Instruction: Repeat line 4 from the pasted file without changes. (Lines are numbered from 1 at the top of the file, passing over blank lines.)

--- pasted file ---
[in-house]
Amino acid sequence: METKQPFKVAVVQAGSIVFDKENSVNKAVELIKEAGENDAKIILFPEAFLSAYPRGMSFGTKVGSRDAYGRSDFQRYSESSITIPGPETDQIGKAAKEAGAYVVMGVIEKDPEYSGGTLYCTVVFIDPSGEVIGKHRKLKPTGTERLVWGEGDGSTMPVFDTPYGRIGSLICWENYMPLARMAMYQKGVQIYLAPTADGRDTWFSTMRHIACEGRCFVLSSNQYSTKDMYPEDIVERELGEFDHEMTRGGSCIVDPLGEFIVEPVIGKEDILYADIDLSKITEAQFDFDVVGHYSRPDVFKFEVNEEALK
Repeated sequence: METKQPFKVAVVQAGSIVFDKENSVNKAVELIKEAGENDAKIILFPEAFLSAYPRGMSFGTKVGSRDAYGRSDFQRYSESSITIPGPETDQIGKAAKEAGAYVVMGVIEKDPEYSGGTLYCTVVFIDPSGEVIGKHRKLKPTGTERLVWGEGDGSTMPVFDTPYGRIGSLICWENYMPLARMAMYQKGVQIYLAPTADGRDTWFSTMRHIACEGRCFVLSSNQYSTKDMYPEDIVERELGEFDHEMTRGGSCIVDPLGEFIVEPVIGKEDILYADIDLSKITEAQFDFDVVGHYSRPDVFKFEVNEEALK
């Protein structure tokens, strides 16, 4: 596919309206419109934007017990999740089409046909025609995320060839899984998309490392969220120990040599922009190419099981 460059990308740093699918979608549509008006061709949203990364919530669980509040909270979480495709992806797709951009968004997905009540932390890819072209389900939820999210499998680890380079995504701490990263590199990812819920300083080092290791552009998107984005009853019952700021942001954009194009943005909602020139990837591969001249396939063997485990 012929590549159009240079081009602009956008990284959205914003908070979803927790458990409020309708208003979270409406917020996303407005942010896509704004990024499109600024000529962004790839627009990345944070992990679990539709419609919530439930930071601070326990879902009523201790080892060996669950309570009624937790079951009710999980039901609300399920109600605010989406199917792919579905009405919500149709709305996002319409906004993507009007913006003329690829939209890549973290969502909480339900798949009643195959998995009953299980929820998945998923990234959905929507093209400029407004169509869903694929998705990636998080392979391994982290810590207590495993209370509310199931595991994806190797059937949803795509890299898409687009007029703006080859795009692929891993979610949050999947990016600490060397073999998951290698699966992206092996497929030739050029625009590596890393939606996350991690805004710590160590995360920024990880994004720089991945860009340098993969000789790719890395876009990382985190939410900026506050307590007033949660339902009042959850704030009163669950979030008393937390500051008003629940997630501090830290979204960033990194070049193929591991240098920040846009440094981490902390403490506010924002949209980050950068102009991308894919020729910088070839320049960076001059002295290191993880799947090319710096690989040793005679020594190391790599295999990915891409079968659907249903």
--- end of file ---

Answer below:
């Protein structure tokens, strides 16, 4: 596919309206419109934007017990999740089409046909025609995320060839899984998309490392969220120990040599922009190419099981 460059990308740093699918979608549509008006061709949203990364919530669980509040909270979480495709992806797709951009968004997905009540932390890819072209389900939820999210499998680890380079995504701490990263590199990812819920300083080092290791552009998107984005009853019952700021942001954009194009943005909602020139990837591969001249396939063997485990 012929590549159009240079081009602009956008990284959205914003908070979803927790458990409020309708208003979270409406917020996303407005942010896509704004990024499109600024000529962004790839627009990345944070992990679990539709419609919530439930930071601070326990879902009523201790080892060996669950309570009624937790079951009710999980039901609300399920109600605010989406199917792919579905009405919500149709709305996002319409906004993507009007913006003329690829939209890549973290969502909480339900798949009643195959998995009953299980929820998945998923990234959905929507093209400029407004169509869903694929998705990636998080392979391994982290810590207590495993209370509310199931595991994806190797059937949803795509890299898409687009007029703006080859795009692929891993979610949050999947990016600490060397073999998951290698699966992206092996497929030739050029625009590596890393939606996350991690805004710590160590995360920024990880994004720089991945860009340098993969000789790719890395876009990382985190939410900026506050307590007033949660339902009042959850704030009163669950979030008393937390500051008003629940997630501090830290979204960033990194070049193929591991240098920040846009440094981490902390403490506010924002949209980050950068102009991308894919020729910088070839320049960076001059002295290191993880799947090319710096690989040793005679020594190391790599295999990915891409079968659907249903």